Seeking custody of your grandchild? What you need to know

| Feb 12, 2020 | Family Law

In an ideal world, grandparents would always have great relationships with their children and grandchildren. They would also be happy to spend time together and trust their children as parents.

However, the reality is that grandparents across North Carolina face challenges when it comes to caring for and spending time with their grandchildren. Under these difficult circumstances, grandparents should understand their legal options.

Seeking visitation

One issue that grandparents often struggle with is ensuring they can still be with their grandchildren when the child’s parents are no longer willing to voluntarily allow a relationship. This can be especially important when the grandparents have played an active role in the lives of their grandchildren and have a loving bond.

Grandparents who want to protect their time with grandchildren can request visitation rights during an open custody case between the child’s parents. The courts will determine whether grandparent visitation is in a child’s best interests based on numerous factors, including whether the grandparents and child already have a substantial relationship.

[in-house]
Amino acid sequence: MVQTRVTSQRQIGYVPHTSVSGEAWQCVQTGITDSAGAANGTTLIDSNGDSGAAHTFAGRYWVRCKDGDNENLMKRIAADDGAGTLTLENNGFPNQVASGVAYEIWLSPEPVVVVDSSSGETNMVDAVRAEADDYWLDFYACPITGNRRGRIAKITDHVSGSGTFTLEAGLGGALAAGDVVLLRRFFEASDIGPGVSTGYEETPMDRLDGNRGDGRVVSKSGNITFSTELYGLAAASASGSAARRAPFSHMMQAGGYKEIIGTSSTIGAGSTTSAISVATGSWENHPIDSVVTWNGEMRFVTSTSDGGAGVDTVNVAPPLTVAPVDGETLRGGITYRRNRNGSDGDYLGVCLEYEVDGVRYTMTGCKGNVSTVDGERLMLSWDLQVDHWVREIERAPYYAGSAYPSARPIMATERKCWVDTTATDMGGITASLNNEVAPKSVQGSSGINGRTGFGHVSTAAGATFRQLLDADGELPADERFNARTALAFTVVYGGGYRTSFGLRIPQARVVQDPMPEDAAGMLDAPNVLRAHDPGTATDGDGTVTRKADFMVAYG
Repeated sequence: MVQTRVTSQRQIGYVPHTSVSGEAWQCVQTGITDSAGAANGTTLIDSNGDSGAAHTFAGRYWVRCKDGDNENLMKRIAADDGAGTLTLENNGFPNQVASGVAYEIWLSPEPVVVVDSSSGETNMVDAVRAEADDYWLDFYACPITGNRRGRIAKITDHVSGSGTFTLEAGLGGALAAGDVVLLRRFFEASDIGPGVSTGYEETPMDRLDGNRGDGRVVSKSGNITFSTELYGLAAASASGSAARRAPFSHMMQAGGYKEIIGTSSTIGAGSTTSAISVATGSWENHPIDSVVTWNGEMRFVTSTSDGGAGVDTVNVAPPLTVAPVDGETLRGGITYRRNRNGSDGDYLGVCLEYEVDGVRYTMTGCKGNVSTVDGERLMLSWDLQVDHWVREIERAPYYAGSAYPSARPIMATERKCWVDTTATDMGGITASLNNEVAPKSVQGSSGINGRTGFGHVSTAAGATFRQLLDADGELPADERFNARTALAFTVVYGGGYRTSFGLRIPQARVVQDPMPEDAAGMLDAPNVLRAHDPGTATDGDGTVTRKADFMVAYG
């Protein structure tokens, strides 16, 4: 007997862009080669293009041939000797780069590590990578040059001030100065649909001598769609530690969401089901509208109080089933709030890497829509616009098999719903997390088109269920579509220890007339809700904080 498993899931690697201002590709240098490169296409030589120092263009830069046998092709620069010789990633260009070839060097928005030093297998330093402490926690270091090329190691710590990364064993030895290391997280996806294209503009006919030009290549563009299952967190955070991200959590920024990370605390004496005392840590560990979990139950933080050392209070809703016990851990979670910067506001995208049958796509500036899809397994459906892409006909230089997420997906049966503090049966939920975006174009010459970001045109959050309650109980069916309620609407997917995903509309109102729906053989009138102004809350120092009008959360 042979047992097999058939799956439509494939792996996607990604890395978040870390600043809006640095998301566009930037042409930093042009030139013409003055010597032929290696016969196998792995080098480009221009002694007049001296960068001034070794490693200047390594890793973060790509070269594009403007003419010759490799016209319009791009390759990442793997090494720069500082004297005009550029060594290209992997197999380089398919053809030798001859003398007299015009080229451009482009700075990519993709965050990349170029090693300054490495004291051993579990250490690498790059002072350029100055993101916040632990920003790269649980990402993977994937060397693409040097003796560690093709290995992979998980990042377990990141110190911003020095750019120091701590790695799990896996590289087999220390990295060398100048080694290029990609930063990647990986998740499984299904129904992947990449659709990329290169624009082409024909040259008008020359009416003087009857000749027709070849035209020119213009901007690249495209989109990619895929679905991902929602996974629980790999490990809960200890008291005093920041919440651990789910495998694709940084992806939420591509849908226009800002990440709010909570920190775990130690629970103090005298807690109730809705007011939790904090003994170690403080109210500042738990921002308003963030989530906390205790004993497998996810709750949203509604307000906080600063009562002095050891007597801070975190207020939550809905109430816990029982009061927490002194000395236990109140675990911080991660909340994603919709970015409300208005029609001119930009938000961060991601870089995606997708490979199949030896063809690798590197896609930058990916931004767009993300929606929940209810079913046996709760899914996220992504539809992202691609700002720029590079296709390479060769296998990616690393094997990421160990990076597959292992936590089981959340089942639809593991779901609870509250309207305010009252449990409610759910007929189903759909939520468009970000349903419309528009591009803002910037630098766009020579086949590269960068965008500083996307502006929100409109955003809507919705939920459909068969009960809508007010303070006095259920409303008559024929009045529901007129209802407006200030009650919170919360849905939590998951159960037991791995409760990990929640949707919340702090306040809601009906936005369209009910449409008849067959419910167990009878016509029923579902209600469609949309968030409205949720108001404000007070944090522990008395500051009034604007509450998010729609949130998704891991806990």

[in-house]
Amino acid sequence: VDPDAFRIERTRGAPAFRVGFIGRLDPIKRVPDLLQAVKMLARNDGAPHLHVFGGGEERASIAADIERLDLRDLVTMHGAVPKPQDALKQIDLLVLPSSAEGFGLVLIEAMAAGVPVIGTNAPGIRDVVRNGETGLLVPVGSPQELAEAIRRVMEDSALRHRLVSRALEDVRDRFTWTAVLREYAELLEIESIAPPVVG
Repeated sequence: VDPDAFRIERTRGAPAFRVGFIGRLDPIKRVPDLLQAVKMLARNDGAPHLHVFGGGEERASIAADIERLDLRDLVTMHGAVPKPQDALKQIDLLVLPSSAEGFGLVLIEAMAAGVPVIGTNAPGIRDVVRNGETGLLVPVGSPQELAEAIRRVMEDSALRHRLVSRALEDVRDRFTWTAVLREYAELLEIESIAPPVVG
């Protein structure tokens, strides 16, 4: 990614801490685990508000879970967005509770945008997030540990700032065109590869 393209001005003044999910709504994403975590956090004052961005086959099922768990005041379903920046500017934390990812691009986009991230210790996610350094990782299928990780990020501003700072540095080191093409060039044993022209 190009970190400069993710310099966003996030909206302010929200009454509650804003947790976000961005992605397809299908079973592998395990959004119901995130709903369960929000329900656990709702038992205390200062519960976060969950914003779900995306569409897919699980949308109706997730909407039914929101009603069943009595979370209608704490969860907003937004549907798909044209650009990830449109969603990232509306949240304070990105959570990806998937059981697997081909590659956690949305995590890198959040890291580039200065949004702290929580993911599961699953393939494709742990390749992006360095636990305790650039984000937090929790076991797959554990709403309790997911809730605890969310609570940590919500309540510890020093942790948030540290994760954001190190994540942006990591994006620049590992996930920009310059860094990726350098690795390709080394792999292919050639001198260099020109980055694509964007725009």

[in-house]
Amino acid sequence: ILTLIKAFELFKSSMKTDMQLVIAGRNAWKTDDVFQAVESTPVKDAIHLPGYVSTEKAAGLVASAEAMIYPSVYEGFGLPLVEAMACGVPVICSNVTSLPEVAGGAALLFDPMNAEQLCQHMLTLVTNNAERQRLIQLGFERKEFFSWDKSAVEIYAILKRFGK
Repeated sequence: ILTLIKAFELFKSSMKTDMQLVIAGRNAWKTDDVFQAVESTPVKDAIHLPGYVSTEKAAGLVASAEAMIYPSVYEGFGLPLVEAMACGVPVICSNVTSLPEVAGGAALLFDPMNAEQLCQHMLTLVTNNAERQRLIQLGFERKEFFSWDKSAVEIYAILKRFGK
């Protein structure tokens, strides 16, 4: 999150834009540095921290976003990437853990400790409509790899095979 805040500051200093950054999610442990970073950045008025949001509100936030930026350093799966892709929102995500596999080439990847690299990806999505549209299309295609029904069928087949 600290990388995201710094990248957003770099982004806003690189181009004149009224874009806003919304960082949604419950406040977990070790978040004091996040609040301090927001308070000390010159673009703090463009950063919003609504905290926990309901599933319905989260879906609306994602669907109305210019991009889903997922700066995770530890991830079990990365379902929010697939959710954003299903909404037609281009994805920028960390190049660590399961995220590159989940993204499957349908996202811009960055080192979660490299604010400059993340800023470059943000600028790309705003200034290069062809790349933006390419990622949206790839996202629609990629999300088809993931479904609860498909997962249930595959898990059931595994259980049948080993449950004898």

Seeking custody

In cases where visitation is not sufficient, or there is no open custody case, grandparents can seek custody of their grandchild. This is an option if there is an immediate threat to a child’s well-being, or if the child’s parent is unfit or unavailable due to abandonment or failure to shoulder the responsibilities associated with raising a child. In many cases, grandparents seek custody when a child’s parent is neglectful, incarcerated, abusive or struggling with addiction.

It can be difficult for grandparents to secure custody of their grandchildren. However, given the situations in which this may become necessary, gaining custody of a grandchild is often imperative to protect their health and safety.

When someone adopts the child

One important note for grandparents with visitation and custody concerns is that adoption can dramatically reduce the likelihood of receiving court-ordered time with a child. North Carolina laws state that grandparents are not entitled to visitation if a child is adopted by non-relatives, and the biological parents no longer have parental rights.

Securing legal support when the stakes are high

North Carolina grandparent custody and visitation laws are complex. A grandparent seeking visitation or custody of their grandchild should always consult an experienced North Carolina grandparents’ rights attorney.; Considering how high the stakes can be in these cases, it is important to secure representation from an attorney who can help you in protecting this important relationship.